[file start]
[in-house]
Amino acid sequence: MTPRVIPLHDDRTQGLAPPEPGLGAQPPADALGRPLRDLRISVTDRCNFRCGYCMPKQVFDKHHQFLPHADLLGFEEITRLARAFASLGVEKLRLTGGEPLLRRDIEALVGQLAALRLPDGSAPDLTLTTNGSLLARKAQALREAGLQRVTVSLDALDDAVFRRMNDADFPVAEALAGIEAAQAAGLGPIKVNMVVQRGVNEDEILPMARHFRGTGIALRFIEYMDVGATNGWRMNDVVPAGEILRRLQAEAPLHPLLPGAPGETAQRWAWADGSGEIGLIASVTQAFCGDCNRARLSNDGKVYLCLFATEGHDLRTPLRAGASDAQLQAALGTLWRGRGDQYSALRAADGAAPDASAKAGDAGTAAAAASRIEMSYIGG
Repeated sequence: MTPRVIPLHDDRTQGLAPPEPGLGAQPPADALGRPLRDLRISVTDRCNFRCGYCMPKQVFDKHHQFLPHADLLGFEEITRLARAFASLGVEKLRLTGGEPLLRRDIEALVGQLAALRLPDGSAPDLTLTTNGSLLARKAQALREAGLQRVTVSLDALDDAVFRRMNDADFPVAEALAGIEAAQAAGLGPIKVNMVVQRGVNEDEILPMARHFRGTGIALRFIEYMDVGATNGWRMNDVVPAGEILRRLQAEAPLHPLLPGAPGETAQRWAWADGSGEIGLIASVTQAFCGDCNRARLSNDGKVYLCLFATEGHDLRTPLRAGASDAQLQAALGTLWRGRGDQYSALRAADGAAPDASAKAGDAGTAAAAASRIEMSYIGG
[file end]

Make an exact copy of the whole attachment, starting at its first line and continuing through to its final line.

[in-house]
Amino acid sequence: MTPRVIPLHDDRTQGLAPPEPGLGAQPPADALGRPLRDLRISVTDRCNFRCGYCMPKQVFDKHHQFLPHADLLGFEEITRLARAFASLGVEKLRLTGGEPLLRRDIEALVGQLAALRLPDGSAPDLTLTTNGSLLARKAQALREAGLQRVTVSLDALDDAVFRRMNDADFPVAEALAGIEAAQAAGLGPIKVNMVVQRGVNEDEILPMARHFRGTGIALRFIEYMDVGATNGWRMNDVVPAGEILRRLQAEAPLHPLLPGAPGETAQRWAWADGSGEIGLIASVTQAFCGDCNRARLSNDGKVYLCLFATEGHDLRTPLRAGASDAQLQAALGTLWRGRGDQYSALRAADGAAPDASAKAGDAGTAAAAASRIEMSYIGG
Repeated sequence: MTPRVIPLHDDRTQGLAPPEPGLGAQPPADALGRPLRDLRISVTDRCNFRCGYCMPKQVFDKHHQFLPHADLLGFEEITRLARAFASLGVEKLRLTGGEPLLRRDIEALVGQLAALRLPDGSAPDLTLTTNGSLLARKAQALREAGLQRVTVSLDALDDAVFRRMNDADFPVAEALAGIEAAQAAGLGPIKVNMVVQRGVNEDEILPMARHFRGTGIALRFIEYMDVGATNGWRMNDVVPAGEILRRLQAEAPLHPLLPGAPGETAQRWAWADGSGEIGLIASVTQAFCGDCNRARLSNDGKVYLCLFATEGHDLRTPLRAGASDAQLQAALGTLWRGRGDQYSALRAADGAAPDASAKAGDAGTAAAAASRIEMSYIGG